Milvus aegyptius

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your leaving
in the cold dry winter
is not so much
about the sorrow of parting,
but about the quiet thrill
of your return
in spring.



GloPoWrMo2020bNaPoWriMo  – Day Thirty

Day Thirty Prompt: Write a poem about something that returns.

One of my favourite birds is the Yellow-billed Kite.  Opportunistic birds of prey, they have been known to steal meat right off the braai (barbeque). In flight they are quite spectacular as they dip and soar.

Thanks to those who have joined me in the journey of Poetry Month.  Today another NaPoWriMo (or “Global Poetry Writing Month” for me) comes to an end.  But, like our beautiful YBK’s, it too shall return.  See you next April, NaPoWriMo!


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to breathe




NaPoWriMo  –  Day Twenty-Nine

I could not follow the prompt at NaPoWriMo today.  Don’t ask.
So I went to my “nursery” where I keep all the seeds and ideas of poems/stories.
This was there.  A title and two words.  A start in April of 2017.
It seems like a cop-out, but I couldn’t add anything.  Now it is complete just like this.



Grampa’s Basement


down three worn steps
to an aged wooden door.
small golden key —
ancient yale lock.
stoop to enter.
close the portal behind.
rich, musty, damp earth walls.
thick, dank moist air.
shadowy embracing chill.
passage into a world
of memories and dreams.
light from one hobbitty window
outlines an old concrete laundry tub
and a grey-haired pantry cupboard
whose doors
when unlatched
and creakily opened
reveal rows and rows and rows of
amber bottles of preserved pears,
and golden jars of sugary peaches.
deeper drawn
a rustic workbench
of solid oak planks
covered with jars of nails and screws,
hammers and saws,
planes and wood shavings,
tells tales of pine cradles,
miniature maple locomotives,
and teak rocking chairs.
time stands still.
(in the belly of the whale,
within layer upon layer of silk,
in the embrace of earth)
am i reconnected
(umbilical cord)
and draw life.
in this womb.


GloPoWrMo2020bNaPoWriMo  – Day Twenty-Eight

Day Twenty-Eight Prompt:  Martha Dickinson Bianchi’s description of her aunt Emily Dickinson’s cozy room, scented with hyacinths and a crackling stove, warmly recalls the setting decades later. Describe a bedroom (or another significant space) from your past in a poem. 

Acre of Moon

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GloPoWrMo2020bNaPoWriMo  – Day Twenty-Seven

Day Twenty-Seven Prompt:  Write a poem in the form of a review (of something that isn’t normally reviewed).

Okay — this is actually more of an advertisement than a review.
But I found this quite fascinating!   “Truth is stranger than fiction?”

Almanac in a Time of Crazy

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It’s cloudy and cool with a mild breeze and occasional light rain
in a thatched cottage
surrounded by yellowing grass full of seed and a buffalo thorn.

A bearded man lies dreaming
as an adult male duiker walks past the window.

The warthogs are courting
covid continues killing thousands
and the world is living in sweatpants and pyjamas.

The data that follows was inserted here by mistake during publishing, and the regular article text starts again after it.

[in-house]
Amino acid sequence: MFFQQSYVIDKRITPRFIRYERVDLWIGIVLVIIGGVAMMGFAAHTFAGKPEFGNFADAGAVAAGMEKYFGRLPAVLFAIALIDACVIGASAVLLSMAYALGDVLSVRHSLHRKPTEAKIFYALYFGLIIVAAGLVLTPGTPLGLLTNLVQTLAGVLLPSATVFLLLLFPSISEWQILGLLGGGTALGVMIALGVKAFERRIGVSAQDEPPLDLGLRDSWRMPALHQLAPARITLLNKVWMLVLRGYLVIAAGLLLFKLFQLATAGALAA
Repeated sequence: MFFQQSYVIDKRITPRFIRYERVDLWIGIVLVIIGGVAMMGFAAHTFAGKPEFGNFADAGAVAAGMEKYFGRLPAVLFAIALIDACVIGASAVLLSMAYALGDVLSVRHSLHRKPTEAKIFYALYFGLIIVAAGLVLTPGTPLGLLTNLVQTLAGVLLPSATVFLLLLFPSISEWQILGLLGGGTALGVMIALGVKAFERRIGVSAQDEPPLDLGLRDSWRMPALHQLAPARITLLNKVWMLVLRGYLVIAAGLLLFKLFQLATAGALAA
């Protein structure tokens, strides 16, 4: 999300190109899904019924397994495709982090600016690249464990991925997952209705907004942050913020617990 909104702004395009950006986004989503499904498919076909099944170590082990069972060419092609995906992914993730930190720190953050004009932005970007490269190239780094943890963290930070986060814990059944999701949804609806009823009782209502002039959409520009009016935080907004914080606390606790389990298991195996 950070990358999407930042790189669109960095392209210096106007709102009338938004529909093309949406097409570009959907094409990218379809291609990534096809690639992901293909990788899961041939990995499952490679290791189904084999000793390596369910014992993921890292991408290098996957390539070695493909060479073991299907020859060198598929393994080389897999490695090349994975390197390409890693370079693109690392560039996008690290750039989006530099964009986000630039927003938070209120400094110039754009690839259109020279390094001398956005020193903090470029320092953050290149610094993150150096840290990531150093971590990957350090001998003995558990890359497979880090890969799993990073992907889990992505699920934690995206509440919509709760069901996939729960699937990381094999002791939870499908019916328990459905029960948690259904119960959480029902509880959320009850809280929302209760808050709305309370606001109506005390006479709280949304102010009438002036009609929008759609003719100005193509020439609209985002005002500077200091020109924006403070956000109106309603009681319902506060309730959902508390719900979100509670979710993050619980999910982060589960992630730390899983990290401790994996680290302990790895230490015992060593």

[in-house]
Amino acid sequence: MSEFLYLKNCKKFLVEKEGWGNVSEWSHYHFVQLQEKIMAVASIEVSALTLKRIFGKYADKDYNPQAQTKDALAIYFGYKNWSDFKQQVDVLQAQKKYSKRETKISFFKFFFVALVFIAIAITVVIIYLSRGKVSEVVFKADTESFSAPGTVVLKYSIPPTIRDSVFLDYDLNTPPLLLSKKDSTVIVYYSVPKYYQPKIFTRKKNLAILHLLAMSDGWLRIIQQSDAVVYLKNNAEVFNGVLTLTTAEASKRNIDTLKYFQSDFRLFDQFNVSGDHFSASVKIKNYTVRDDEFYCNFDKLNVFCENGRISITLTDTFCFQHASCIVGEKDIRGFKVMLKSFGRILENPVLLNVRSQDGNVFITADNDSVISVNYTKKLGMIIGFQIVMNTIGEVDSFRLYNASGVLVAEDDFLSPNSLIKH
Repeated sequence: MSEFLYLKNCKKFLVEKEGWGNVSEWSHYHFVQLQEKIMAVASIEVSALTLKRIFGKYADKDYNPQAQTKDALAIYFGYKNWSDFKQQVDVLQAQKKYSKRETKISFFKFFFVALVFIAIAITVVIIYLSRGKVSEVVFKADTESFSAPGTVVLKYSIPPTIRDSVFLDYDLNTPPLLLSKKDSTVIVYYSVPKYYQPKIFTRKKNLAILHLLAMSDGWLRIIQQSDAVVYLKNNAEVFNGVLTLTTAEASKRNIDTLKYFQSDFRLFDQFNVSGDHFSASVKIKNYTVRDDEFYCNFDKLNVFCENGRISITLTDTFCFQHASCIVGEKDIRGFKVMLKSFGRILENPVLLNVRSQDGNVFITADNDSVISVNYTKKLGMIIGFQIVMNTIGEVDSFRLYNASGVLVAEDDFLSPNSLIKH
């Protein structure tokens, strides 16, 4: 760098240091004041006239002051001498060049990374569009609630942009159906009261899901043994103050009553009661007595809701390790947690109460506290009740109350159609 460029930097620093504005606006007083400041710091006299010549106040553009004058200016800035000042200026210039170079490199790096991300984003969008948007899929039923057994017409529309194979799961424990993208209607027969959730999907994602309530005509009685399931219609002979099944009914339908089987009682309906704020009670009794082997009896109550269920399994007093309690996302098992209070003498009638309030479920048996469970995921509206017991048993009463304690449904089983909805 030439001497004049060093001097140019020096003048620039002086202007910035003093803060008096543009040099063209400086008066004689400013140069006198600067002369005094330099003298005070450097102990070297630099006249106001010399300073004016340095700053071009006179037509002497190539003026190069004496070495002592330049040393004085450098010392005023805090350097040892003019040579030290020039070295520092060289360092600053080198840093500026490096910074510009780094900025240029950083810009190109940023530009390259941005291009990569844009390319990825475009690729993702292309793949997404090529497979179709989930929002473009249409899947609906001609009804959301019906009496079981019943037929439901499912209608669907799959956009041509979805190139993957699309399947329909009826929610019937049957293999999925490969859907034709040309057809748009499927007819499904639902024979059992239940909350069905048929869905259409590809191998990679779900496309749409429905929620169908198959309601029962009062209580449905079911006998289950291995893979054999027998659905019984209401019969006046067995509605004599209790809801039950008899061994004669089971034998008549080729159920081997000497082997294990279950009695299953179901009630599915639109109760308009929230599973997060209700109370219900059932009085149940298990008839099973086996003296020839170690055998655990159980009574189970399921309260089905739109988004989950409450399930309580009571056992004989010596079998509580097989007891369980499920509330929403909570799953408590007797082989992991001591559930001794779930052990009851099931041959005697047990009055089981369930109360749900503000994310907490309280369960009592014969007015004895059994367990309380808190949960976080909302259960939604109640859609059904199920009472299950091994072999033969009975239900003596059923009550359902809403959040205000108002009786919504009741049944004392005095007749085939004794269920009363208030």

Donald speaks to Mr Tumnus, a faun, on a cable car
about a virus that can be killed by drinking bleach.

Where the wild things are,
hornbills and a stray kitten
(who secretly wants to be an illustrator)
note that
when “I” is turned into “We”,  Illness becomes Wellness
and afternoon siestas encourage grace and peace.

Waterbuck poo and mangos
are quite prolific now.

And I’m sorry;
but we’re closed.
You can’t visit your family.


GloPoWrMo2020bNaPoWriMo  – Day Twenty-Six

Day Twenty-Six Prompt:  Fill out, in five minutes or less, the  “Almanac Questionnaire.” Then, use your responses as a basis for a poem.

Here were my responses:
Almanac Questionnaire
Weather: cloudy and cool with a mild breeze and occasional light rain
Flora: yellowing grass full of seed and a buffalo thorn
Fauna: an adult male duiker just walked past the window and the warthogs are courting
Architecture: thatched cottage
Customs: afternoon siestas
Childhood dream:  to be an illustrator
Found on the Street: waterbuck poo
Export: mangos
Graffiti: when I is turned into WeIllness becomes Wellness
Love: a bearded man who lies dreaming
Conspiracy: that a virus can be killed by drinking bleach
Dress: the world is living in sweatpants and pyjamas
Hometown memory: a cable car
Notable person: Donald
Outside your window, you find: hornbills
Today’s news headline: Covid Continues Killing Thousands
Scrap from a letter: grace and peace
Animal from a myth: Mr Tumnus, a faun
Story read to children at night: Where the Wild Things Are
You walk three minutes down an alley and you find: a stray kitten
You walk to the border and hear: I’m sorry; we’re closed
What you fear: nothing, but I am sad I can’t visit my family
Picture on your city’s postcard:  a warthog

In Praise of Life


A reigning cerulean sky — into which everything gets lost —
Is the canvas across which cumuli creep,
Embarrassed to be showing their knickers.
No wind — just stillness prevails.     Absolute stillness.
The first wave of marauders come in March.
Jumping branch-to-branch, limb-to-limb, like popcorn in hot oil,
They are a stage production, actors singing and dancing up and down in a frenetic pace.  Grey go-away birds, starlings (cape and burchell’s), dark-capped bulbuls,
Hornbills (red and yellow), crested barbets, red-faced mousebirds,
Tree squirrels and vervet monkeys.
Every merlot sphere disappears from the deciduous Ziziphus.
And then, so does the chorus.
Intermission.  Take a break.  Use the loo.  Get a drink.  Make small talk.